Will Barack Obama leave children behind?

Published 6:18 am Monday, December 8, 2008

By By Tray Smith
With Barack Obama’s national security and economic policy teams already in place, the President-elect has selected most of his cabinet. He has not, however, named an education secretary- surely the most important position still unfilled.
As a result of No Child Left Behind (NCLB), the federal government now has a larger role in education policy than it has ever had before. Obama’s top educational aide will decide whether or not the federal government will use that role to push for even more ambitious reforms like performance pay, charter schools and retooled career tech programs, or traditional liberal goals like smaller class sizes, expanded pre-K programs and more funding. Either option is likely to generate intense debate within the Democratic Party, in Congress and throughout the general public as teachers’ unions continue to resist accountability and lobby heavily for a partial repeal of the measures adopted by the Bush administration.
The antagonists in this debate are the educators and policymakers who object to holding public schools accountable for student achievement on the grounds that teachers cannot overcome obstacles caused by dismal parenting, poverty,and other household circumstances. While this reasoning is often used as an argument in favor of public education; it is actually the opposite. Students with parents who are well off, motivated and capable of helping their kids learn are likely going to be taken care of with or without government funded classrooms. Our public schools exist to equalize the opportunity given to children of good and bad circumstances. If they cannot succeed in that effort, they should be eliminated.
Ensuring students are able to score proficiently in reading and math is therefore not an unrealistic expectation. Such goals simply require schools do the job they were created to do.
Valuing the effect holding teachers accountable has had on student achievement, the protagonists in the education reform debate are pushing for reforms that will compliment, not weaken, NCLB by strengthening the reward for teachers who succeed and strengthening the consequences for teachers who fail. This is the group that originally pushed the Republican and Democratic Parties to come together on bipartisan reform legislation in 2001, and it is the group currently working across party lines to implement major reforms.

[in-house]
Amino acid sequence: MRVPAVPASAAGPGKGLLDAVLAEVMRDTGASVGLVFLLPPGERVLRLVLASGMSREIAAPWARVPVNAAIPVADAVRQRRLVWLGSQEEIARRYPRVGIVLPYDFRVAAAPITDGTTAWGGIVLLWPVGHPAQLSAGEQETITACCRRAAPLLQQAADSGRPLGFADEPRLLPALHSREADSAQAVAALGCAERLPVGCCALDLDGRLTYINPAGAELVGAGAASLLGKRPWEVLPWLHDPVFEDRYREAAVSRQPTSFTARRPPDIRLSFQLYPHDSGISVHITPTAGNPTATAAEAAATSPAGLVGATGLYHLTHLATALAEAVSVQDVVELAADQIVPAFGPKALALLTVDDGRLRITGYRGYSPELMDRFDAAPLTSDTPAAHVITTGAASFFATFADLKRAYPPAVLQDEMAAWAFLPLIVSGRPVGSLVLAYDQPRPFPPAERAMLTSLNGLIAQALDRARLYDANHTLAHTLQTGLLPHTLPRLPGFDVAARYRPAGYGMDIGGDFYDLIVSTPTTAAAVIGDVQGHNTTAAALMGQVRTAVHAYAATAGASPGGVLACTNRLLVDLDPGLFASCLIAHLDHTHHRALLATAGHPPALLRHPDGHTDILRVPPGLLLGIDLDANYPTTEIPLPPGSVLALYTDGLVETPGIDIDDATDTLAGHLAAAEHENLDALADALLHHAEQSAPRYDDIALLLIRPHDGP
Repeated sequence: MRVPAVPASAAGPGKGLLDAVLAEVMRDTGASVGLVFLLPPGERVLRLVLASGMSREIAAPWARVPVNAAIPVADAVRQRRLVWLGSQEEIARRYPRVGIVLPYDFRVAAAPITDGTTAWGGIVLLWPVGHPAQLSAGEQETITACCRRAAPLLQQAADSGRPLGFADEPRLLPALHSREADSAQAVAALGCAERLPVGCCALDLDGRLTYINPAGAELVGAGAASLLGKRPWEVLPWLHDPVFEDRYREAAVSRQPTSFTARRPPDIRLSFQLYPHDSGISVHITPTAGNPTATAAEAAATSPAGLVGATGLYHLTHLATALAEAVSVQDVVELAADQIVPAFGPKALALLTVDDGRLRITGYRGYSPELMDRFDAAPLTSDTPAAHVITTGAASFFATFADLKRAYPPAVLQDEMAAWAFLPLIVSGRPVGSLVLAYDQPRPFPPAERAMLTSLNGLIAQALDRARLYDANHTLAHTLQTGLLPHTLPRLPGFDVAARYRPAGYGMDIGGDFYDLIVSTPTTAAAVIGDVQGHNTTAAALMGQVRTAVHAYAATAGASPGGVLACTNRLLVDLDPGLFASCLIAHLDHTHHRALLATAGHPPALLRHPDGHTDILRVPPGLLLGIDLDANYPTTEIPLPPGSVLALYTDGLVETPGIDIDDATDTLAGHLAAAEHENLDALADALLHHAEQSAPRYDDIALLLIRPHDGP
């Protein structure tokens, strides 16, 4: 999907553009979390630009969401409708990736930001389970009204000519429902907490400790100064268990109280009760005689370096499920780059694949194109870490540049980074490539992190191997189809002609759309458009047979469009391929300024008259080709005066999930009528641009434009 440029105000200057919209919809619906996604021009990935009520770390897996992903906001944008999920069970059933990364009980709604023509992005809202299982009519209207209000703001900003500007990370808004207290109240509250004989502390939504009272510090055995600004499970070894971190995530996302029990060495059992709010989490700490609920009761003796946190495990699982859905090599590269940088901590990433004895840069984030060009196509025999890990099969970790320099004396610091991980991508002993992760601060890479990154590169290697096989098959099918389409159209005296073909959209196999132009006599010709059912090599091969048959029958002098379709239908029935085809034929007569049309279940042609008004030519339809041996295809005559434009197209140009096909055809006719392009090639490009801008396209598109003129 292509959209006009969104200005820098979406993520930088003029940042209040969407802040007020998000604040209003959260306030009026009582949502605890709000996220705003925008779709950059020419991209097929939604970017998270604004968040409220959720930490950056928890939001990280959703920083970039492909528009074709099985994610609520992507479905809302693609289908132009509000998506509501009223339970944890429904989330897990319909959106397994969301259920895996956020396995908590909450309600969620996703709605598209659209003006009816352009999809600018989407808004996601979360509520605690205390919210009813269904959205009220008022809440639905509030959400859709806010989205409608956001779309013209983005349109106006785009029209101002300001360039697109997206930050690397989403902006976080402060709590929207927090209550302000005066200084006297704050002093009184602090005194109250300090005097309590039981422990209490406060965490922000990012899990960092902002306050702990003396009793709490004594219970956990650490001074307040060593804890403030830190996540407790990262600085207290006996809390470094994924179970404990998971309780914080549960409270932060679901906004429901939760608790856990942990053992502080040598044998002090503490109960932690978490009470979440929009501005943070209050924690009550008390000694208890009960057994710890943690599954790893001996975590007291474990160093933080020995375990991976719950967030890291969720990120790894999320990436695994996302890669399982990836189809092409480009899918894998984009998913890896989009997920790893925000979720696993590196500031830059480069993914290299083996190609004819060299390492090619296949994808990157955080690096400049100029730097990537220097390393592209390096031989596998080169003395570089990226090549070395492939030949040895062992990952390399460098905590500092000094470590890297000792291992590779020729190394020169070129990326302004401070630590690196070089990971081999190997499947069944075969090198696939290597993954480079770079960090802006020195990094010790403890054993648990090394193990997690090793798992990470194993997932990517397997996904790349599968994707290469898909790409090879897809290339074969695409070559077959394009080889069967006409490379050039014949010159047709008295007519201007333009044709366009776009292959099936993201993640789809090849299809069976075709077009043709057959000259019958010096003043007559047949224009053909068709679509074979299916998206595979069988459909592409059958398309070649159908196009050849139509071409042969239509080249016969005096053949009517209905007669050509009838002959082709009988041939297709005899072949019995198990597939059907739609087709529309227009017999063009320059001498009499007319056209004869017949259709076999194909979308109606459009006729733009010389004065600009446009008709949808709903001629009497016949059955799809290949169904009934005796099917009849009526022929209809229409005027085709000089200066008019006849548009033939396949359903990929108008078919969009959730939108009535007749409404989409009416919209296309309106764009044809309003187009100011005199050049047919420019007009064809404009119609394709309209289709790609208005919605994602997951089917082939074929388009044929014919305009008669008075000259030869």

Key members of this group include Michelle Rhee, the chancellor of the Washington, D.C., school system, Joel Klein, the highly successful chancellor of the New York school system and Arne Ducan, the reform-minded leader of Chicago’s school system who is also a close friend of Obama. Will Obama side with the reformers and choose Klein or Ducan to lead his education department? Or will he side with the teachers’ unions, a major influence in the Democratic Party, and weaken recent reforms and return to the status quo?
The signs so far are mixed, but Obama did choose Linda Darling-Hammond to lead his education transition team. Darling-Hammond is a Stanford professor who has been a frequent defender of the unions and a critic of innovative groups like Teach for America. Although she has no real authority, Darling-Hammond could steer Obama towards selecting an education czar with a more traditional outlook. Such an outcome means our kids will receive a more traditional education just as modern initiatives are beginning to have a positive affect.
That’s the bottom line.
Tray Smith is a political columnist for the Atmore Advance. He is a student at Escambia County High School and can be reached at tsmith_90@ hotmail.com

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